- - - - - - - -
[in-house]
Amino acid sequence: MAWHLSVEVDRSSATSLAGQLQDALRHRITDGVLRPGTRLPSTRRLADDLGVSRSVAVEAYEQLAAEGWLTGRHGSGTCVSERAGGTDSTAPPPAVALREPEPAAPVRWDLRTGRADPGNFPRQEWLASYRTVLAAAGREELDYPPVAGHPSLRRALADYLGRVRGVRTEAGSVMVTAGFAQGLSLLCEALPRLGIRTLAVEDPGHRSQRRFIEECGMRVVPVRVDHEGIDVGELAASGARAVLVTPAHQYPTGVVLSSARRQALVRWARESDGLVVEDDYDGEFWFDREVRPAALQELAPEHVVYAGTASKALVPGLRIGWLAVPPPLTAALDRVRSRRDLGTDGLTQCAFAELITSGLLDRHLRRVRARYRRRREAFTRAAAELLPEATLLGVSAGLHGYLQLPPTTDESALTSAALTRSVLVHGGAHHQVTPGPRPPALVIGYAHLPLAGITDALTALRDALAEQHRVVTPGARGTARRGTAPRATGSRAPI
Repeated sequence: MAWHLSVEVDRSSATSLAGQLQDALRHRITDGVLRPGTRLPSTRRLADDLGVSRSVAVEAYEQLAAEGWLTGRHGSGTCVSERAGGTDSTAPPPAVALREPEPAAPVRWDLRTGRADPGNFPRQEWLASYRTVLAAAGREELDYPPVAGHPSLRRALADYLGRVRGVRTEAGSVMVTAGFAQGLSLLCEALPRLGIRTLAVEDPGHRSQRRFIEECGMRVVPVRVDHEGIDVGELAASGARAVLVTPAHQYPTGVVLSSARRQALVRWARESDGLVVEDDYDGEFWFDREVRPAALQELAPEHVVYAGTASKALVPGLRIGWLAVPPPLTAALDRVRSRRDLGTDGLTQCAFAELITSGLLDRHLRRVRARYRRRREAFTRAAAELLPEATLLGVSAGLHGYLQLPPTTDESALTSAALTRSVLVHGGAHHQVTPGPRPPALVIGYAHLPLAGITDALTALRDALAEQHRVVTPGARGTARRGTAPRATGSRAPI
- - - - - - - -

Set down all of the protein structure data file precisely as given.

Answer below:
[in-house]
Amino acid sequence: MAWHLSVEVDRSSATSLAGQLQDALRHRITDGVLRPGTRLPSTRRLADDLGVSRSVAVEAYEQLAAEGWLTGRHGSGTCVSERAGGTDSTAPPPAVALREPEPAAPVRWDLRTGRADPGNFPRQEWLASYRTVLAAAGREELDYPPVAGHPSLRRALADYLGRVRGVRTEAGSVMVTAGFAQGLSLLCEALPRLGIRTLAVEDPGHRSQRRFIEECGMRVVPVRVDHEGIDVGELAASGARAVLVTPAHQYPTGVVLSSARRQALVRWARESDGLVVEDDYDGEFWFDREVRPAALQELAPEHVVYAGTASKALVPGLRIGWLAVPPPLTAALDRVRSRRDLGTDGLTQCAFAELITSGLLDRHLRRVRARYRRRREAFTRAAAELLPEATLLGVSAGLHGYLQLPPTTDESALTSAALTRSVLVHGGAHHQVTPGPRPPALVIGYAHLPLAGITDALTALRDALAEQHRVVTPGARGTARRGTAPRATGSRAPI
Repeated sequence: MAWHLSVEVDRSSATSLAGQLQDALRHRITDGVLRPGTRLPSTRRLADDLGVSRSVAVEAYEQLAAEGWLTGRHGSGTCVSERAGGTDSTAPPPAVALREPEPAAPVRWDLRTGRADPGNFPRQEWLASYRTVLAAAGREELDYPPVAGHPSLRRALADYLGRVRGVRTEAGSVMVTAGFAQGLSLLCEALPRLGIRTLAVEDPGHRSQRRFIEECGMRVVPVRVDHEGIDVGELAASGARAVLVTPAHQYPTGVVLSSARRQALVRWARESDGLVVEDDYDGEFWFDREVRPAALQELAPEHVVYAGTASKALVPGLRIGWLAVPPPLTAALDRVRSRRDLGTDGLTQCAFAELITSGLLDRHLRRVRARYRRRREAFTRAAAELLPEATLLGVSAGLHGYLQLPPTTDESALTSAALTRSVLVHGGAHHQVTPGPRPPALVIGYAHLPLAGITDALTALRDALAEQHRVVTPGARGTARRGTAPRATGSRAPI